After two years of pandemic delays, the original lineup of the Damned played its first shows in more than 30 years Friday and Saturday in London, ending one of the longest-running feuds in punk rock history. It went off without incident, a shocking development even for the band itself. “We did it! And nobody died!” bassist Captain Sensible said with a laugh near the end of the first show.
Full throttle, rough and ragged, Friday’s show was part class of 1977 London fan reunion and part bucket list experience for generations of Damned disciples who pined for decades for Sensible and drummer Rat Scabies to bury the hatchet. And bury it they did by stepping onstage together at the Eventim Apollo with singer Dave Vanian and guitarist Brian James for the first time since 1991. Saturday’s show ended with Sensible and Scabies alone together embracing at center stage.
The band played the same set both nights, and as expected, the 21 selections were drawn from the first two albums, 1977’s Damned Damned Damned and Music for Pleasure (the only ones to feature these four members). Fans assembled from around the world to the former Hammersmith Odeon, with some dressed in brightly colored furry jackets and nurse’s uniforms in a nod to Sensible’s iconic early punk stage costumes.
After openings acts that included the Skids and T.V. Smith of the Adverts, Scabies’ kit was revealed to be an almost perfect recreation of his iconic torn and destroyed Damned kick drum head (adorned with a dangling rat skeleton). To the right was James’ red Gibson SG and Marshall amps — the sound that created the early Damned.
Considering the Damned was initially born from James’ songs and vision, it was perhaps appropriate that he, in full white light, walked onstage first alone, quietly strapping on his guitar. Punk’s answer to Keith Moon, Scabies, who has been dearly missed by many since leaving the band in the 1990s, stepped out next and was immediately greeted with a huge roar as he reached his kit. Sensible was next, then Vanian, and without ceremony, the quartet launched into a blistering cover of the Stooges’ “I Feel Alright.”
With the stoic James grinding out riff after gnarled riff, the seemingly ageless Vanian darted back and forth, doing his best Elvis shimmies and whipping the mic cord, his voice as strong as ever. Scabies struck familiar poses, raising his arms and pausing momentarily before bashing the cymbals at the end of several songs as he used to do in the band’s early days
The vicious “Neat Neat Neat” exploded like a bomb 13 songs in. Saxophonist Mike Smith joined in both nights for a pair of tunes (a cover of Bo Diddley’s “Pills” and “You Know,” which he helped transform into a Stooges-like romp). The iconic “New Rose” was saved for the first of a three-song encore each night.
If Sensible tempered his normally larger-than-life persona on Friday night, he put all that energy into his bass playing. When James quit the Damned in 1978, he dissolved the group. It wasn’t long after that Vanian, Scabies, and Sensible decided to reform the band without him, but with Sensible ditching the bass and emerging as the band’s new guitar hero on hits like “Love Song” and “Smash It Up.” For these shows, the Captain was back on bass and played it with power, attack, and a perfectly gritty tone. When he turned to face Scabies and the pair fused together as a rhythm section, it was clear to the audience what a rare sight they were seeing.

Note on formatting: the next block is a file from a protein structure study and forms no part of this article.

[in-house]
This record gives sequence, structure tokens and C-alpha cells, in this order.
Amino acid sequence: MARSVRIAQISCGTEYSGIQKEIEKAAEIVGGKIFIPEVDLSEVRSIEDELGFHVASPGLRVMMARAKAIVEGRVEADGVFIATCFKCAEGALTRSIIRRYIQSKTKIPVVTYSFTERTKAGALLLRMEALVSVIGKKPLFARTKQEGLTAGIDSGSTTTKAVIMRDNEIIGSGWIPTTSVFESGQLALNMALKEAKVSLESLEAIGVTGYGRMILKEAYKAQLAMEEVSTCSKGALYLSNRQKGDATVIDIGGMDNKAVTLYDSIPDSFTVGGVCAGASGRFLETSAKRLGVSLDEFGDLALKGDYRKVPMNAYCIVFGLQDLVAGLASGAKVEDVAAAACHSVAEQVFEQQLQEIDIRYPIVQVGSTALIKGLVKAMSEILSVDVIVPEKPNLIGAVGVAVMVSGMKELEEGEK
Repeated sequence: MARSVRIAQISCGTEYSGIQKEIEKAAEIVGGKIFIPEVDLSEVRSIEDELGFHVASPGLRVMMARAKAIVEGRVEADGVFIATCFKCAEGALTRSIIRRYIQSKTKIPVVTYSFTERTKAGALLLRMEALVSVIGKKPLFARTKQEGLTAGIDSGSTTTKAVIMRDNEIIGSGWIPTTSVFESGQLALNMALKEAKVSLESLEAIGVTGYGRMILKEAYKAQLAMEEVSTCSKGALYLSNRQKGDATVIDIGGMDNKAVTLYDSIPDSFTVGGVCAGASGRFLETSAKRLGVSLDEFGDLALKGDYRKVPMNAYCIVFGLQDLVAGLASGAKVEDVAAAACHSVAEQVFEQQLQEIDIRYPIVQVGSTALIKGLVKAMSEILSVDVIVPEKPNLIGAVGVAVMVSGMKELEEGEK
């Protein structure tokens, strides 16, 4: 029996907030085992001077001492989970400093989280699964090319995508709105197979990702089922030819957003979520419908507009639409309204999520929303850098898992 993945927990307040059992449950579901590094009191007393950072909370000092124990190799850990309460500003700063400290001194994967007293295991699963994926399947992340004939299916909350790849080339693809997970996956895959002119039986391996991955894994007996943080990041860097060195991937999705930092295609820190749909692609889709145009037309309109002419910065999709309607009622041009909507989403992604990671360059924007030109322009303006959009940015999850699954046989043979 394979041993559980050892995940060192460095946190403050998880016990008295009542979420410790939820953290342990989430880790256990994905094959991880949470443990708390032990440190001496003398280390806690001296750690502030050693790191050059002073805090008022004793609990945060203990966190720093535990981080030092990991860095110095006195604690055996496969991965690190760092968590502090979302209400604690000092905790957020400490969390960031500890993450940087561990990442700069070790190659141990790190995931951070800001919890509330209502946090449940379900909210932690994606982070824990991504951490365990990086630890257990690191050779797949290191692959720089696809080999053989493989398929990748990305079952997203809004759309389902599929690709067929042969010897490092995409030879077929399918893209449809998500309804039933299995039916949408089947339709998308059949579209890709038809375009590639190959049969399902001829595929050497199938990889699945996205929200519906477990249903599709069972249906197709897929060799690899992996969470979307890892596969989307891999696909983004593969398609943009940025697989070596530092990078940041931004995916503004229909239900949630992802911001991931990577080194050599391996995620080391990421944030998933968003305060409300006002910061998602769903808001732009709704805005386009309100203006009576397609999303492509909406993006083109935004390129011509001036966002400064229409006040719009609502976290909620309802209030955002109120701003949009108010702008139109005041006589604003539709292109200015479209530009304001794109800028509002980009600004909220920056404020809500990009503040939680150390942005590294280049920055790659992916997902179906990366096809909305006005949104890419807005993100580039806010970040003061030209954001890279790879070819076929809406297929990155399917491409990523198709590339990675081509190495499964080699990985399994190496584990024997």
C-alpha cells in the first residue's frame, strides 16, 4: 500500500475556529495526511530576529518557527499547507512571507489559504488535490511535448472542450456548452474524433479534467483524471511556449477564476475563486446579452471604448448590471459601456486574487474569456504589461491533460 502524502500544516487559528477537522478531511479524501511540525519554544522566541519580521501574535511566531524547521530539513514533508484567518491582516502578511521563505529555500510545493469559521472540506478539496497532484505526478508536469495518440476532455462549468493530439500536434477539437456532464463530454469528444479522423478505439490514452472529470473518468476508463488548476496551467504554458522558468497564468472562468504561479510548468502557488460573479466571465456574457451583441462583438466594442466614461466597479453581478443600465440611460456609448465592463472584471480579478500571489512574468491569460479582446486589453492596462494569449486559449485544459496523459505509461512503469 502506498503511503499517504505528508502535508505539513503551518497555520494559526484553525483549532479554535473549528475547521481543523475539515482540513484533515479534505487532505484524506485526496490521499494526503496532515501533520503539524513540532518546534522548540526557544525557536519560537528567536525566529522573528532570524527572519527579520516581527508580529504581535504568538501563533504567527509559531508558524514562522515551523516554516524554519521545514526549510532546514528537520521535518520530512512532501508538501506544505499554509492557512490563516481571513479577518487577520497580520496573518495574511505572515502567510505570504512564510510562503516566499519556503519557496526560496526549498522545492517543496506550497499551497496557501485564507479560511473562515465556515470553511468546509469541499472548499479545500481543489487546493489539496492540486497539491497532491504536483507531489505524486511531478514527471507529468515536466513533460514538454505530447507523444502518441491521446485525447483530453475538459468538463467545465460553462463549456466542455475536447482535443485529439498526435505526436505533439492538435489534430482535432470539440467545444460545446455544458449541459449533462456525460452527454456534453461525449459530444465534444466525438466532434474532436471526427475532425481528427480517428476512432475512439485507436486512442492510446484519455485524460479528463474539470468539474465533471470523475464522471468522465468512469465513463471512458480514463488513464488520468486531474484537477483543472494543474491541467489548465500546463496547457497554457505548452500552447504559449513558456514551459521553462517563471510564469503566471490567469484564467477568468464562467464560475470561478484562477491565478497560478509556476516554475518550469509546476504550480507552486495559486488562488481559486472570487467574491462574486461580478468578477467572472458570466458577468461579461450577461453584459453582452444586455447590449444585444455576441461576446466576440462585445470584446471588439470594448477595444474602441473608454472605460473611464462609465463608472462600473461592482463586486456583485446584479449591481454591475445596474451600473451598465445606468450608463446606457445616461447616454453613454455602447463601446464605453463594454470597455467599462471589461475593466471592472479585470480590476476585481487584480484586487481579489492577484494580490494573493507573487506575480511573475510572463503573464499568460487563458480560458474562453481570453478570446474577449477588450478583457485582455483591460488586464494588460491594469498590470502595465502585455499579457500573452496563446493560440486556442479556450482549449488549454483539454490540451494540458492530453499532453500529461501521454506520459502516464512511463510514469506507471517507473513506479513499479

While forever in the shadow of fellow original U.K. punks the Sex Pistols and the Clash, the Damned was the first of that class to release a single (“New Rose,” 1976), the first to release an album (Damned Damned Damned, 1977) and the first to tour America.
The Damned also owns one of the most convoluted histories in rock, with multiple members leaving and rejoining over the decades. The original four have reunited with success in the past, but their last gig was in Washington, D.C. in 1991, a tour that saw James leave mid-itinerary after a fight with Sensible and Scabies.
Over the past 25 or so years, Sensible and Vanian have remained the only original members. And in that time, the relationship between Sensible and Scabies soured to the point that fans had given up on ever seeing the four of them play live again. As such, the sight of Sensible and Scabies hugging onstage was almost unimaginable.
In the lead-up to this reunion, Sensible said the animosity had become irrelevant and he couldn’t even remember what the grudges were about. Even still, the band is aware of its dysfunction. With tongue firmly planted in cheek, it ended both sets with a cover of the Rolling Stones’ “The Last Time,” featuring the chorus “This may be the last time / I don’t know.”
The original lineup tour continues this coming weekend in Manchester (Nov. 3), Glasgow (Nov. 4), and Birmingham (Nov. 5). After that, the Damned is expected to resume recording and touring with its current lineup of Vanian, Sensible, bassist Paul Gray, longtime keyboardist Monty Oxymoron, and drummer Will Taylor.